Is this harsh? Maybe. I don’t think so though. The church is supposed to look, act, think, and talk differently than the world but it doesn’t. It is supposed to represent Christ on earth and be an example. While it’s an example, it’s not the kind that many need. The church is often mocked and laughed at, and with good reason. It looks like cheap knock off of the world mixed with just enough spirituality to call itself a religion. Think about this for a minute. The church is supposed to be the bride of Christ. What would you do if someone were mocking your bride? How would you feel? Angry? Now, how would you feel if your bride did things that brought the mockery and laughter on her? You’d still feel angry, but you’d feel ashamed too (at least I would).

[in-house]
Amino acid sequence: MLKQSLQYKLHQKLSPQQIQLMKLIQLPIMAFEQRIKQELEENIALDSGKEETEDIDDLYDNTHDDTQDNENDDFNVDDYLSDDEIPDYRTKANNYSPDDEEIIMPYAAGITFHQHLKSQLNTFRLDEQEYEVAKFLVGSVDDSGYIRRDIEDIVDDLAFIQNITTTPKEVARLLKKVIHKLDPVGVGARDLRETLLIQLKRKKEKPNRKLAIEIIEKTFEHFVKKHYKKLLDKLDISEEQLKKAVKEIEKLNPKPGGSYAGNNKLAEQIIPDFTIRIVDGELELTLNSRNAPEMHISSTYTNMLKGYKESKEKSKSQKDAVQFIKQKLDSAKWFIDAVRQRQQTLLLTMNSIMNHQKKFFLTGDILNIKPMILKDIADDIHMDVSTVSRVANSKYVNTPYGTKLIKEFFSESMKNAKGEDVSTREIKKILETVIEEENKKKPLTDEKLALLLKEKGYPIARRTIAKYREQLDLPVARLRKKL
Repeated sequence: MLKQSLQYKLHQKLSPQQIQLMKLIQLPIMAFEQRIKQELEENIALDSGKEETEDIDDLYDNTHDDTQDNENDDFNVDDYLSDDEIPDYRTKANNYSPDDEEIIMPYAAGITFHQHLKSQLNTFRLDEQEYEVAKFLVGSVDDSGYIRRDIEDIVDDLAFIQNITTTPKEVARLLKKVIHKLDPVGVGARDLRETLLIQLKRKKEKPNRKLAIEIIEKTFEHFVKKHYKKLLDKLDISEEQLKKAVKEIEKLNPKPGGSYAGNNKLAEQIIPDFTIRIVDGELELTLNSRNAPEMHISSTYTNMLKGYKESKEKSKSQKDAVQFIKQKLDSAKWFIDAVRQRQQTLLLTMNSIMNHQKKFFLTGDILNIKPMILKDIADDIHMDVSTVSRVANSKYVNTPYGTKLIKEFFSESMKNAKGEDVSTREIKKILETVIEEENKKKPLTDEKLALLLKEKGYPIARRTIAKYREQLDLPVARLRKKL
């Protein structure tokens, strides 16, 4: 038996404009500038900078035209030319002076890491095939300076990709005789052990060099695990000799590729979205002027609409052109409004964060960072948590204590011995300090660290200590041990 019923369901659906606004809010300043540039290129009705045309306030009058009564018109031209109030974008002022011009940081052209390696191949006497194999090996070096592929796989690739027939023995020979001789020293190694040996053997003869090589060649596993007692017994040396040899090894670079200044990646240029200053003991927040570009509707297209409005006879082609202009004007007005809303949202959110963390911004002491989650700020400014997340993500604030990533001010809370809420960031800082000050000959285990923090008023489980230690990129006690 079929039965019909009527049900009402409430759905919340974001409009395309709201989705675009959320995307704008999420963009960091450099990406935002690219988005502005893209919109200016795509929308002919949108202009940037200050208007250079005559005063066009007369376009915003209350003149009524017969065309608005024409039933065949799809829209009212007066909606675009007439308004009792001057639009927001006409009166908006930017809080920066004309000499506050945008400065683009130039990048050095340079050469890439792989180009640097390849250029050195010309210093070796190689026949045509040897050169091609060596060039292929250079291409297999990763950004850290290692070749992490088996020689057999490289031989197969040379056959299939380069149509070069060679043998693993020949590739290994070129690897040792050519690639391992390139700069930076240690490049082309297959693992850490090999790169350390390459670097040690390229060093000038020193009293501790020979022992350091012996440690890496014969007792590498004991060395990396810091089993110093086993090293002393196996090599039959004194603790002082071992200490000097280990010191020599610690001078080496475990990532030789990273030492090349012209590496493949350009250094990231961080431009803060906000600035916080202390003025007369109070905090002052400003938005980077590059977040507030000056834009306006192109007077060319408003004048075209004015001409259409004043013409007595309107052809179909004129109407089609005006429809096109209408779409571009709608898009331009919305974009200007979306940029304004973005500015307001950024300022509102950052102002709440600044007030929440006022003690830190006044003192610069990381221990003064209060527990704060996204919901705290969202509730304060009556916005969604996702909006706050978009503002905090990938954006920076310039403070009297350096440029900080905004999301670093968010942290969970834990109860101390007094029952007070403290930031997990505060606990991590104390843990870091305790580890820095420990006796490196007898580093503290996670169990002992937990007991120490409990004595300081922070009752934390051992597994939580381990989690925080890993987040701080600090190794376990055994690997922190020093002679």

There is a reason that I write this and it comes from something that I was a part of last week. The area that I live in was hit by what is called a gravity wave (if you want to see what one looks like in action, check here). The wind destroyed a number of trees and power lines and did a lot of damage. My friend was one of the people affected by the gravity wave. He had damage to his house, truck, and sunroom. They were without power for days. The city took care of the trees in the road, but didn’t really help him at all. His dad, his family and a few friends, and a church did help him. The church that came to help was from a city 30-40 miles away.